COVID-19 has confirmed some long-understood yet long-ignored truths about the economics of information, and has also highlighted deeply disturbing fractures in today’s information ecology
COVID-19 has delivered an extraordinary shock to humanity. Advocates and researchers working on sustainability have rightly seized on the similarly extraordinary opportunity that the (eventual) recovery from this pandemic offers: to build upon changes to everyday consumption and production behaviours at the levels of households and firms, to lock in reductions in emissions and pollution achieved during the lockdown period in many nations, and to invest in a “green recovery” that can transform our infrastructure to become fit for a sustainable future. Yet is also essential that we learn the less comfortable lessons of the COVID-19 pandemic. In our recent paper in Global Sustainability, co-authors Katie Kish, Josh Farley, Stephen Quilley, Katharine Zywert and I argue that COVID-19 has confirmed some long-understood yet long-ignored truths about the economics of information, and has also highlighted deeply disturbing fractures in today’s information ecology. Both will need to be addressed if we are to make progress towards a fairer, healthier and more sustainable world.
COVID-19 has reminded the citizens of even the world’s richest nations that physical scarcity has not gone away. At the onset of the pandemic, nations vied with each other for limited supplies of personal protective equipment, hand sanitizer, ventilators and other clinical supplies – some enlisting their foreign intelligence services to get ahead in the global scramble to source essential supplies. Even affluent citizens experienced a frisson of fear as supermarket shelves emptied around the world; the global poor face hunger and the reversal of decades of progress towards reducing poverty.
However, it is the search for effective vaccines and treatments for COVID-19 that has demonstrated the corrosive effects of the artificial scarcity which is generated by deliberate economic policy choices on how we choose to generate knowledge and innovation. We have long understood that knowledge and information are not scarce resources – my using a piece of knowledge does not make that knowledge unavailable to others. Indeed, knowledge tends to improve with use and dissemination. Yet today we choose to grant monopoly rights to vaccine and drug developers through patents. Conventional theory claims that firms will only invest the resources required to develop inherently risky new technologies if they can receive guaranteed monopoly profits. However, an effective COVID-19 vaccine is a global public good par excellence, that we all wish to be made available to humanity as a whole, and not to be rationed by price and ability to pay. In reality, governments are pouring enormous resources into the race for a vaccine – but are both investing public funds into multiple competing initiatives, and still offering the developers patent monopoly rights if their products are successful. Rather than advancing the search for a vaccine and treatments, it is likely that this public “double-funding” (of both development and monopoly sales) is primarily increasing economic rents in the pharmaceutical sector – already one of the most profitable industries in the world. We need to ensure that access to the technologies needed to create a more sustainable future for humanity are not subject to the same fate. We explicitly need to make sure that the way we generate knowledge prioritises human welfare over profits. Treating knowledge as a commons, not as private property, through publicly-funded research, peer-to-peer (P2P) and a commons knowledge economy offers us models by which we can still innovate and research the new technologies we need – yet can also incentivise firms to produce and deploy these firms at the lowest possible cost to society.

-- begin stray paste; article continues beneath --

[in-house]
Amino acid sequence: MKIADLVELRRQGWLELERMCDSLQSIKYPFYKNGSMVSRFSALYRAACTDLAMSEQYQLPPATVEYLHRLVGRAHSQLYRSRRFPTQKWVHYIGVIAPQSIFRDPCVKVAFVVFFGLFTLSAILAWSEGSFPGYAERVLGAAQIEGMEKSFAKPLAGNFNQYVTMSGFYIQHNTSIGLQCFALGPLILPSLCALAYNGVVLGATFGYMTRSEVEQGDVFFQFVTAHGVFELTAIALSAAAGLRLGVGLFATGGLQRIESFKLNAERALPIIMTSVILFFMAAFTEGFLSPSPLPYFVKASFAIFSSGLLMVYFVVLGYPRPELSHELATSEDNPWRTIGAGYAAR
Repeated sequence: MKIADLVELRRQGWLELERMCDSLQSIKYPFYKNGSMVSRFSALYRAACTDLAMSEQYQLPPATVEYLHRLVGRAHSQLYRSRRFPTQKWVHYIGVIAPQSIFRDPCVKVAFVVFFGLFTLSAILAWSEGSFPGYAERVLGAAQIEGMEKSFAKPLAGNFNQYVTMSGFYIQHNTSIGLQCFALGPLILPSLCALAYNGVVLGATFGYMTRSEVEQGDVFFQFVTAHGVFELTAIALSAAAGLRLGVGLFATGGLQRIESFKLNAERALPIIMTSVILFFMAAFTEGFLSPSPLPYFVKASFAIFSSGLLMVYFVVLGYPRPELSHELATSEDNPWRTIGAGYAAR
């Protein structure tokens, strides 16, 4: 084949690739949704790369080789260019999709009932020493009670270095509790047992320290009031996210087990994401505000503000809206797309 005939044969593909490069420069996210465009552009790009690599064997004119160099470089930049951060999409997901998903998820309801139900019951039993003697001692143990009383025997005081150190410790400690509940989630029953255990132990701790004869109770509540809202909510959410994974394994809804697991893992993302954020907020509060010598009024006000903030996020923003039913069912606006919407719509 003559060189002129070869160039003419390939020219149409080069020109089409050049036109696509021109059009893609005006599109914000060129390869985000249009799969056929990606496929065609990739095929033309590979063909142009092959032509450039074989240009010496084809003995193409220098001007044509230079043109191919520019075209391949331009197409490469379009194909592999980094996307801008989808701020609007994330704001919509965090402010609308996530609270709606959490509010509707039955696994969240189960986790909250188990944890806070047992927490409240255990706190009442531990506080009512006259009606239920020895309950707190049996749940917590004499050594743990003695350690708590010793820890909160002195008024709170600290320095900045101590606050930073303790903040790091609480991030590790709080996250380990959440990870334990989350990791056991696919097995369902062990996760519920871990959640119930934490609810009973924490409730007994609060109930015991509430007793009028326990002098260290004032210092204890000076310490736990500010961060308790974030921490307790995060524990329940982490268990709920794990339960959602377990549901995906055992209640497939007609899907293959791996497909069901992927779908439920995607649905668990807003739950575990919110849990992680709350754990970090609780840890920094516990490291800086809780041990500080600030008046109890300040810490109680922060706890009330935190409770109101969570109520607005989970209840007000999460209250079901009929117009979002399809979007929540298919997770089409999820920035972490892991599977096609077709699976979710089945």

COVID-19 has brought into sharp relief an altogether newer information pathology: the unexpected fissures the pandemic has opened up at the interface between science, public policy and public discourse.
COVID-19 has brought into sharp relief an altogether newer information pathology: the unexpected fissures the pandemic has opened up at the interface between science, public policy and public discourse. Technical discussions of public health and treatment options (such as face masks or use of the drug hydroxychloroquine) have become hyper-partisan and weaponised as political objects. Standard models for disseminating research findings through peer-reviewed journals have stumbled and struggled to keep up; high profile research failings and retractions have undermined confidence, while pharmaceutical firms (and some researchers) have chosen “dissemination by press release” over traditional peer-reviewed routes. Once-authoritative institutions such as the World Health Organization and the US Centers for Disease Control have been undermined, by ineptitude and by design. Meanwhile, misinformation, conspiracy theories and active disinformation have flourished online and in social media, undermining public trust in governments and science.
Sustainability scientists and advocates need to reflect carefully on these lessons from COVID-19. Creating a commons knowledge economy is an attainable goal, albeit one that will be bitterly opposed by vested interests. Yet healing the fractured information ecology that the pandemic has so vividly highlighted is likely to be even harder. Long-cherished institutions and methods of science, policy and democracy may not be compatible with the tech-mediated information ecology that we have allowed to grow up around us in recent decades. Yet it is this broken and polluting information ecology which needs to change – for if it does not, this new world of information warfare of all against all risks gravely undermining our prospects for achieving real sustainability transformations.